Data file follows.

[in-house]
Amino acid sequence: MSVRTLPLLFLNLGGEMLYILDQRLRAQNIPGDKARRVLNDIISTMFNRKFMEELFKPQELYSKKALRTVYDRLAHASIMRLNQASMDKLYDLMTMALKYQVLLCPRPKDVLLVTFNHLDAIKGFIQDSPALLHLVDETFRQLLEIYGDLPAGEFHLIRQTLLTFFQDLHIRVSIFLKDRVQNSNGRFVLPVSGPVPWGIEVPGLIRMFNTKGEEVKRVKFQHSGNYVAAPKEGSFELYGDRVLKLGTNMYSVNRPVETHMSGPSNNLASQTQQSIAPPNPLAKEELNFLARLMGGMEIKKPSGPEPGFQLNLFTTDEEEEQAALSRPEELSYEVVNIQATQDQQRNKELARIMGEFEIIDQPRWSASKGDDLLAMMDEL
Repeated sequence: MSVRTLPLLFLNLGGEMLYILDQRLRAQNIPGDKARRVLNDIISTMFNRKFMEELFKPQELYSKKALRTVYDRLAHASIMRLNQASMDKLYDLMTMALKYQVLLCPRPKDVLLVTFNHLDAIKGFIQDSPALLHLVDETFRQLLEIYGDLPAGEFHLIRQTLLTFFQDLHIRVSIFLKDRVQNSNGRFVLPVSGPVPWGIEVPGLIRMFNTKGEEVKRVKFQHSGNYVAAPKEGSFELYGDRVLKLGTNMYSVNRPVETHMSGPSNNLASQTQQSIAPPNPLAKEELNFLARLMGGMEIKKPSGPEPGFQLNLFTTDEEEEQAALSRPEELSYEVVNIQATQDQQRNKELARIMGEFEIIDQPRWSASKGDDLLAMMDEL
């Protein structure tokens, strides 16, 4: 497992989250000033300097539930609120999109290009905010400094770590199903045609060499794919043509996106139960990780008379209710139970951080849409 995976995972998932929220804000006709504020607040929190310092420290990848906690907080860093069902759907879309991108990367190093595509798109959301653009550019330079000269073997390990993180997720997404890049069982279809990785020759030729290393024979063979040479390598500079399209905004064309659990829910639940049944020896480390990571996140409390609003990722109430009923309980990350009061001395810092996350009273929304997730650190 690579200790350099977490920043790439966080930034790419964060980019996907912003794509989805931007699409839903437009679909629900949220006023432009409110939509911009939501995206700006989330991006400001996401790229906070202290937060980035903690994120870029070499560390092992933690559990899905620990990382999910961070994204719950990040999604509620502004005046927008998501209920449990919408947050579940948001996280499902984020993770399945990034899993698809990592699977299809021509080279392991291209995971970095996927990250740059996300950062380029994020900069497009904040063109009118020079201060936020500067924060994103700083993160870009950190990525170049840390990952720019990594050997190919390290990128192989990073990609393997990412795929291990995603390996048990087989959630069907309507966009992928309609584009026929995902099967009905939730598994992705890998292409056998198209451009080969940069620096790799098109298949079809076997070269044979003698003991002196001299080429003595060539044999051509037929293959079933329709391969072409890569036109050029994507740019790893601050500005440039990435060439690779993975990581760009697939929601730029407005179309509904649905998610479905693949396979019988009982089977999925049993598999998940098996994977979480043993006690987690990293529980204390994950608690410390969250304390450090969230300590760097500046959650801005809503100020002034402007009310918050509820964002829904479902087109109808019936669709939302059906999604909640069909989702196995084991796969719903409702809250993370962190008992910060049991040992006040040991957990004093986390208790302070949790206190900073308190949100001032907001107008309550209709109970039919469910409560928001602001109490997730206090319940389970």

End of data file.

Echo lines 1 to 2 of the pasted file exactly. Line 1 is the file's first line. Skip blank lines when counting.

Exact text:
[in-house]
Amino acid sequence: MSVRTLPLLFLNLGGEMLYILDQRLRAQNIPGDKARRVLNDIISTMFNRKFMEELFKPQELYSKKALRTVYDRLAHASIMRLNQASMDKLYDLMTMALKYQVLLCPRPKDVLLVTFNHLDAIKGFIQDSPALLHLVDETFRQLLEIYGDLPAGEFHLIRQTLLTFFQDLHIRVSIFLKDRVQNSNGRFVLPVSGPVPWGIEVPGLIRMFNTKGEEVKRVKFQHSGNYVAAPKEGSFELYGDRVLKLGTNMYSVNRPVETHMSGPSNNLASQTQQSIAPPNPLAKEELNFLARLMGGMEIKKPSGPEPGFQLNLFTTDEEEEQAALSRPEELSYEVVNIQATQDQQRNKELARIMGEFEIIDQPRWSASKGDDLLAMMDEL